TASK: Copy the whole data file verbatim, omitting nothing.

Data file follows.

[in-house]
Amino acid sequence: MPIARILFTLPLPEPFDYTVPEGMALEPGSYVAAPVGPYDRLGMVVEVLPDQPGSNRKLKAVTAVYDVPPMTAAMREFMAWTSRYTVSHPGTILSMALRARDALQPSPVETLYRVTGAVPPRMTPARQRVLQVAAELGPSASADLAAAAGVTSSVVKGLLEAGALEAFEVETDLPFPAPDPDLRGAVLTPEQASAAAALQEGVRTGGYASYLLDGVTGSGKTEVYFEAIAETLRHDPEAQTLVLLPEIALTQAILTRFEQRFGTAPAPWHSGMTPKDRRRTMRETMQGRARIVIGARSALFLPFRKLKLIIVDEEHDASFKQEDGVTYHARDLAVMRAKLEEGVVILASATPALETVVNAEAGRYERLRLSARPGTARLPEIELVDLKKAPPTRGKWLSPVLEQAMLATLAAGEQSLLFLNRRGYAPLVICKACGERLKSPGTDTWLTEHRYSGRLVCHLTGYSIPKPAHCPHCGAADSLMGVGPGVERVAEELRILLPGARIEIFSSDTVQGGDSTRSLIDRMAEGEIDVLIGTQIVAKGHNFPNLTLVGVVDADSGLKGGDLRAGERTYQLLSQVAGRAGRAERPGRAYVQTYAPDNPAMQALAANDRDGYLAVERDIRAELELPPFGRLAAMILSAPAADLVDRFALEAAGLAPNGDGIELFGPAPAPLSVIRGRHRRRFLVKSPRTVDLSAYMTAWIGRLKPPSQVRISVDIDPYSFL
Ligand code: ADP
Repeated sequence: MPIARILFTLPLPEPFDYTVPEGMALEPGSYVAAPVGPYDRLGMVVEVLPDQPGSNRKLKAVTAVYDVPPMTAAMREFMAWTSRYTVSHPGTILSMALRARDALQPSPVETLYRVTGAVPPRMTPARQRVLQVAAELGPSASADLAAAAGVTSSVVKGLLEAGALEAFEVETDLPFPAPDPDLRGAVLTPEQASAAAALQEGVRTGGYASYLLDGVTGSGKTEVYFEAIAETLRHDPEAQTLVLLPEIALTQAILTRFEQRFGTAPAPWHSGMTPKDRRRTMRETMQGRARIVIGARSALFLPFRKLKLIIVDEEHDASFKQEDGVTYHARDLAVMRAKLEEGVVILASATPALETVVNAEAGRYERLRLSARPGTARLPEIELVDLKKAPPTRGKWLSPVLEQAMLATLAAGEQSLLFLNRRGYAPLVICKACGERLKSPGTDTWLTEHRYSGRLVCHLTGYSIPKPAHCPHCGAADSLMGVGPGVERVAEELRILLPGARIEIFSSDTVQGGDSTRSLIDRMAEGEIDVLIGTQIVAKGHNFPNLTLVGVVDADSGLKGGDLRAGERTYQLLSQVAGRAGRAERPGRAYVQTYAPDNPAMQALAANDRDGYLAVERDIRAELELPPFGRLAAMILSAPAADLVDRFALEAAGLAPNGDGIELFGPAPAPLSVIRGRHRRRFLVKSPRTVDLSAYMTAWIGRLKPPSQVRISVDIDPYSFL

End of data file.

[in-house]
Amino acid sequence: MPIARILFTLPLPEPFDYTVPEGMALEPGSYVAAPVGPYDRLGMVVEVLPDQPGSNRKLKAVTAVYDVPPMTAAMREFMAWTSRYTVSHPGTILSMALRARDALQPSPVETLYRVTGAVPPRMTPARQRVLQVAAELGPSASADLAAAAGVTSSVVKGLLEAGALEAFEVETDLPFPAPDPDLRGAVLTPEQASAAAALQEGVRTGGYASYLLDGVTGSGKTEVYFEAIAETLRHDPEAQTLVLLPEIALTQAILTRFEQRFGTAPAPWHSGMTPKDRRRTMRETMQGRARIVIGARSALFLPFRKLKLIIVDEEHDASFKQEDGVTYHARDLAVMRAKLEEGVVILASATPALETVVNAEAGRYERLRLSARPGTARLPEIELVDLKKAPPTRGKWLSPVLEQAMLATLAAGEQSLLFLNRRGYAPLVICKACGERLKSPGTDTWLTEHRYSGRLVCHLTGYSIPKPAHCPHCGAADSLMGVGPGVERVAEELRILLPGARIEIFSSDTVQGGDSTRSLIDRMAEGEIDVLIGTQIVAKGHNFPNLTLVGVVDADSGLKGGDLRAGERTYQLLSQVAGRAGRAERPGRAYVQTYAPDNPAMQALAANDRDGYLAVERDIRAELELPPFGRLAAMILSAPAADLVDRFALEAAGLAPNGDGIELFGPAPAPLSVIRGRHRRRFLVKSPRTVDLSAYMTAWIGRLKPPSQVRISVDIDPYSFL
Ligand code: ADP
Repeated sequence: MPIARILFTLPLPEPFDYTVPEGMALEPGSYVAAPVGPYDRLGMVVEVLPDQPGSNRKLKAVTAVYDVPPMTAAMREFMAWTSRYTVSHPGTILSMALRARDALQPSPVETLYRVTGAVPPRMTPARQRVLQVAAELGPSASADLAAAAGVTSSVVKGLLEAGALEAFEVETDLPFPAPDPDLRGAVLTPEQASAAAALQEGVRTGGYASYLLDGVTGSGKTEVYFEAIAETLRHDPEAQTLVLLPEIALTQAILTRFEQRFGTAPAPWHSGMTPKDRRRTMRETMQGRARIVIGARSALFLPFRKLKLIIVDEEHDASFKQEDGVTYHARDLAVMRAKLEEGVVILASATPALETVVNAEAGRYERLRLSARPGTARLPEIELVDLKKAPPTRGKWLSPVLEQAMLATLAAGEQSLLFLNRRGYAPLVICKACGERLKSPGTDTWLTEHRYSGRLVCHLTGYSIPKPAHCPHCGAADSLMGVGPGVERVAEELRILLPGARIEIFSSDTVQGGDSTRSLIDRMAEGEIDVLIGTQIVAKGHNFPNLTLVGVVDADSGLKGGDLRAGERTYQLLSQVAGRAGRAERPGRAYVQTYAPDNPAMQALAANDRDGYLAVERDIRAELELPPFGRLAAMILSAPAADLVDRFALEAAGLAPNGDGIELFGPAPAPLSVIRGRHRRRFLVKSPRTVDLSAYMTAWIGRLKPPSQVRISVDIDPYSFL